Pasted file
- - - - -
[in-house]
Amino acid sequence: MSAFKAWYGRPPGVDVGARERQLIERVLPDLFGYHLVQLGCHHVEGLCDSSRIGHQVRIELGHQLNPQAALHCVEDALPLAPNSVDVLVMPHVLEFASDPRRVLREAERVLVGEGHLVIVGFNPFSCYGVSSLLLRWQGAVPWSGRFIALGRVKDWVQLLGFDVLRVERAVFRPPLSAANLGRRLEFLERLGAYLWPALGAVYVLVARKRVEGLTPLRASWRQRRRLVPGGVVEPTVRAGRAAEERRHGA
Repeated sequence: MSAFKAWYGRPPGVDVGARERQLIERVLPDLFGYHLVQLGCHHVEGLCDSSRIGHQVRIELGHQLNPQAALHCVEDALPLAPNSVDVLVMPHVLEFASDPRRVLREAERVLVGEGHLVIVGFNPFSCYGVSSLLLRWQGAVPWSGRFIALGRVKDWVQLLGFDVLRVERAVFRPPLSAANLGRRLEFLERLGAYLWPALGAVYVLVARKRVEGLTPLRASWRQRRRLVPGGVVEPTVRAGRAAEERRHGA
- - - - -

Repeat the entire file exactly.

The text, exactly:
[in-house]
Amino acid sequence: MSAFKAWYGRPPGVDVGARERQLIERVLPDLFGYHLVQLGCHHVEGLCDSSRIGHQVRIELGHQLNPQAALHCVEDALPLAPNSVDVLVMPHVLEFASDPRRVLREAERVLVGEGHLVIVGFNPFSCYGVSSLLLRWQGAVPWSGRFIALGRVKDWVQLLGFDVLRVERAVFRPPLSAANLGRRLEFLERLGAYLWPALGAVYVLVARKRVEGLTPLRASWRQRRRLVPGGVVEPTVRAGRAAEERRHGA
Repeated sequence: MSAFKAWYGRPPGVDVGARERQLIERVLPDLFGYHLVQLGCHHVEGLCDSSRIGHQVRIELGHQLNPQAALHCVEDALPLAPNSVDVLVMPHVLEFASDPRRVLREAERVLVGEGHLVIVGFNPFSCYGVSSLLLRWQGAVPWSGRFIALGRVKDWVQLLGFDVLRVERAVFRPPLSAANLGRRLEFLERLGAYLWPALGAVYVLVARKRVEGLTPLRASWRQRRRLVPGGVVEPTVRAGRAAEERRHGA